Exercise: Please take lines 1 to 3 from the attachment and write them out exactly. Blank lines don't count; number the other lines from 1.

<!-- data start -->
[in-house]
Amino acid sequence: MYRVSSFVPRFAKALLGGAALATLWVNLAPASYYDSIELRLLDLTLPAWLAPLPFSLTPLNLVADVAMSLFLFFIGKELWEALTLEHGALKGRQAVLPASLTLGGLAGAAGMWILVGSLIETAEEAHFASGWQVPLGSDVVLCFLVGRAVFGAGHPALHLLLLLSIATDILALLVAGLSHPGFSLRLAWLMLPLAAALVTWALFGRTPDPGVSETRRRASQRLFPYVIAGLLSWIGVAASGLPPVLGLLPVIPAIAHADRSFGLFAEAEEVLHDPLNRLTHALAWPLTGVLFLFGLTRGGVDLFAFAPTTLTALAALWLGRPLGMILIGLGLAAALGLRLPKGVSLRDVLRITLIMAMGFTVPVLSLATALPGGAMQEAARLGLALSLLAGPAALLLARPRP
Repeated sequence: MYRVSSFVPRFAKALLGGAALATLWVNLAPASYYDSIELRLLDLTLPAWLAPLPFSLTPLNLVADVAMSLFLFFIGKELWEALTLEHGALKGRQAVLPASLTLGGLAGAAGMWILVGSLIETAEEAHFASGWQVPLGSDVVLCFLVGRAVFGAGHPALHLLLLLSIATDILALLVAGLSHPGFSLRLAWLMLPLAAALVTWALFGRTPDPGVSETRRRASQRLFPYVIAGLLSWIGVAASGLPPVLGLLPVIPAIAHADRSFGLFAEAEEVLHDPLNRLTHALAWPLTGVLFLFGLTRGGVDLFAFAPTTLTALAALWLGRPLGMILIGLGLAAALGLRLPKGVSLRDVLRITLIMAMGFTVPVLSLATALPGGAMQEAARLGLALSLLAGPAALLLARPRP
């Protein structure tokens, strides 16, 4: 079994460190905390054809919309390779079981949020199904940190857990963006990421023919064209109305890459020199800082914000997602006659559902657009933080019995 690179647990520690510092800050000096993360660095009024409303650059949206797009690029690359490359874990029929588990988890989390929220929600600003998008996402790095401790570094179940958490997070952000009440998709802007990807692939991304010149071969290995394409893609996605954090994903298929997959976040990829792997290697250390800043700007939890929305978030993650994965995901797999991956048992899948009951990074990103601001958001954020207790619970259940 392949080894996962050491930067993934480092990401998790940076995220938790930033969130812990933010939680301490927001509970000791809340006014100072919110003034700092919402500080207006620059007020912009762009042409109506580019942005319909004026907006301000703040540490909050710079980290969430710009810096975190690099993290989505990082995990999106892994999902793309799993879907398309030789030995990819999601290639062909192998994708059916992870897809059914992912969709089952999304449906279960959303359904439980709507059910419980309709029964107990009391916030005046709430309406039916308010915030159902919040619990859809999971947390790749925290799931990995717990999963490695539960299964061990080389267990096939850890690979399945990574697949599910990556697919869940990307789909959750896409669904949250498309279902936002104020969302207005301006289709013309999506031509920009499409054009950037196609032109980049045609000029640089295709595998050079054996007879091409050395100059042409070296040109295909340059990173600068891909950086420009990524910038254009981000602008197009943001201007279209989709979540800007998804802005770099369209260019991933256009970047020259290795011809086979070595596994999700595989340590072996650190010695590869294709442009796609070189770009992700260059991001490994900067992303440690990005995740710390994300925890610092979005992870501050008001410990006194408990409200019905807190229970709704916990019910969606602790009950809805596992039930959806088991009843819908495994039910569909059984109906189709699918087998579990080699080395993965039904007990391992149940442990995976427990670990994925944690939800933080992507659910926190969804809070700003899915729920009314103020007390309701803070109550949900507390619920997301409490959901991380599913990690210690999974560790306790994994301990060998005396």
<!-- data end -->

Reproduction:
[in-house]
Amino acid sequence: MYRVSSFVPRFAKALLGGAALATLWVNLAPASYYDSIELRLLDLTLPAWLAPLPFSLTPLNLVADVAMSLFLFFIGKELWEALTLEHGALKGRQAVLPASLTLGGLAGAAGMWILVGSLIETAEEAHFASGWQVPLGSDVVLCFLVGRAVFGAGHPALHLLLLLSIATDILALLVAGLSHPGFSLRLAWLMLPLAAALVTWALFGRTPDPGVSETRRRASQRLFPYVIAGLLSWIGVAASGLPPVLGLLPVIPAIAHADRSFGLFAEAEEVLHDPLNRLTHALAWPLTGVLFLFGLTRGGVDLFAFAPTTLTALAALWLGRPLGMILIGLGLAAALGLRLPKGVSLRDVLRITLIMAMGFTVPVLSLATALPGGAMQEAARLGLALSLLAGPAALLLARPRP
Repeated sequence: MYRVSSFVPRFAKALLGGAALATLWVNLAPASYYDSIELRLLDLTLPAWLAPLPFSLTPLNLVADVAMSLFLFFIGKELWEALTLEHGALKGRQAVLPASLTLGGLAGAAGMWILVGSLIETAEEAHFASGWQVPLGSDVVLCFLVGRAVFGAGHPALHLLLLLSIATDILALLVAGLSHPGFSLRLAWLMLPLAAALVTWALFGRTPDPGVSETRRRASQRLFPYVIAGLLSWIGVAASGLPPVLGLLPVIPAIAHADRSFGLFAEAEEVLHDPLNRLTHALAWPLTGVLFLFGLTRGGVDLFAFAPTTLTALAALWLGRPLGMILIGLGLAAALGLRLPKGVSLRDVLRITLIMAMGFTVPVLSLATALPGGAMQEAARLGLALSLLAGPAALLLARPRP